Under the new rules, as of April this year, only those earning more than £35,000 will be able to apply for this status.
PhD-level positions and jobs included on the “shortage occupation list”, such as nursing, are exempt from the change. At the moment, this includes secondary maths, physics and chemistry teachers but not the rest of the profession.
Workers who cannot show that they earn more than £35,000 will not be allowed to remain for longer than six years.
‘We’re being punished for doing what we think is right’
Kate O’Neil, from Milwaukee in the US, is a French and German teacher at a school in Berkshire. She arrived in England in 2012 to do a master’s in applied linguistics, having qualified as a teacher in the US, and began teaching here in 2014.
Ms O’Neil (pictured, below) earns just over £31,000 and, under the new Home Office rules, must boost that to £35,000 within three years.
“I’m a highly qualified teacher with two master’s degrees, one in teaching and one in linguistics,” she said. “I am fluent in two languages and have 10 years of teaching experience. There is a teacher shortage. I’m willing to stay and they are threatening to kick me out. I find it absurd.
“There is a moral issue. People in the more upper-middle-class professions are able to meet the threshold without any problem.
“People who take lower salaries and work hard in a job they think is important – charity workers, teachers – are being punished for doing what we think is the right and important thing for society.”
‘I can’t put down roots’
Grace Rawlinson, 27, teaches English and history at a secondary school in Surrey. She moved to England from Australia three years ago and currently earns just under £27,000.
Since the new rules were introduced, the emotional impact of living with uncertainty has been difficult for Ms Rawlinson.
“I cannot put down roots or start a relationship as I don’t know whether it’s worth investing the time in things,” she said. “I live very minimally and without possessions in case I have to move at any moment.
“However, I took out a car loan because I need a car to get to my current job. If I have to leave, I won’t be able to pay that off.”
She added that the schools she has worked in have been very supportive: “They can’t afford not to be, as the plain fact is, if I was appointed in the school, it was because they couldn’t find anyone else.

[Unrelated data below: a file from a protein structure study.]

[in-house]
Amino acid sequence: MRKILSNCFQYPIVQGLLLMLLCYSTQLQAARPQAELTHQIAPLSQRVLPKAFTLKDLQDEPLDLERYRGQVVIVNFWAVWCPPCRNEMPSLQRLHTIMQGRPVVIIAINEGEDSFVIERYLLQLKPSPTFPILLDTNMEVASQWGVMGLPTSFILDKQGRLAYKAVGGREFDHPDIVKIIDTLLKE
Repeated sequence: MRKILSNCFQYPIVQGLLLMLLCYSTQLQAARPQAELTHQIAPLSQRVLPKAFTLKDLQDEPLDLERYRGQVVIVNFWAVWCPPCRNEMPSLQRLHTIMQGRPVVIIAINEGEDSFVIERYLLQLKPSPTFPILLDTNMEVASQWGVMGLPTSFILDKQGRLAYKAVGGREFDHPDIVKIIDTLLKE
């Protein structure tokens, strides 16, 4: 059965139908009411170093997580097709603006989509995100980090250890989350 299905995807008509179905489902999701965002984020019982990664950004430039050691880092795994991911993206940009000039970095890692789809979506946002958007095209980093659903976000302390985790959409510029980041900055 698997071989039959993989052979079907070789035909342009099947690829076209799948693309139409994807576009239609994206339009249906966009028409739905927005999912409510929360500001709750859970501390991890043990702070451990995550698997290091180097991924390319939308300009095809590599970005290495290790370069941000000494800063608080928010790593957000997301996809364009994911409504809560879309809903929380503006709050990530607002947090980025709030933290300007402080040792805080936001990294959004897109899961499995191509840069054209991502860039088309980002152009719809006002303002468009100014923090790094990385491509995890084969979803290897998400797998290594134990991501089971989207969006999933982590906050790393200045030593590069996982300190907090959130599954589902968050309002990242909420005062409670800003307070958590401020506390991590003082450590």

“I don’t think the UK can afford to lose teachers like me who are still willing to teach in this system.”
‘Stagnant’ pay will leave overseas teachers with no choice
Unions have argued that the Home Office clampdown is unfair on teachers because their pay has “stagnated” since 2011. It was now “highly unlikely” that an immigrant teacher would progress up the pay scale to more than £35,000 within six years, they said.
NASUWT general secretary Chris Keates (pictured) said the Home Office had not expected teachers to be affected by the new laws clamping down on non-EU workers because it believed Department for Education “propaganda” that the profession was “highly paid”.
“Too many departments have no clue how uncompetitive teachers’ salaries have become and that there is no guarantee of salary progression since the government has allowed schools extensive pay discretion,” she added.
Her comments were backed by Valentine Mulholland, policy adviser at the NAHT headteachers’ union, who said that teachers’ pay had become “sluggish”.
“At a time of restricted budgets it will be very difficult for most [teachers] to get to that stage [over £35,000] in that amount of time,” she said.
Ms Mulholland added that her union would be making a “strong case” for teaching to be included on the shortage occupation list, but said that much would hinge on the DfE’s own arguments.
“It will be interesting to see what their evidence will be and if they will acknowledge there is a significant problem,” she said. “If they want to see overseas teachers being exempt then that is acknowledging that [teacher supply] is a bigger problem.”
For more on teacher pay, see pages 12-13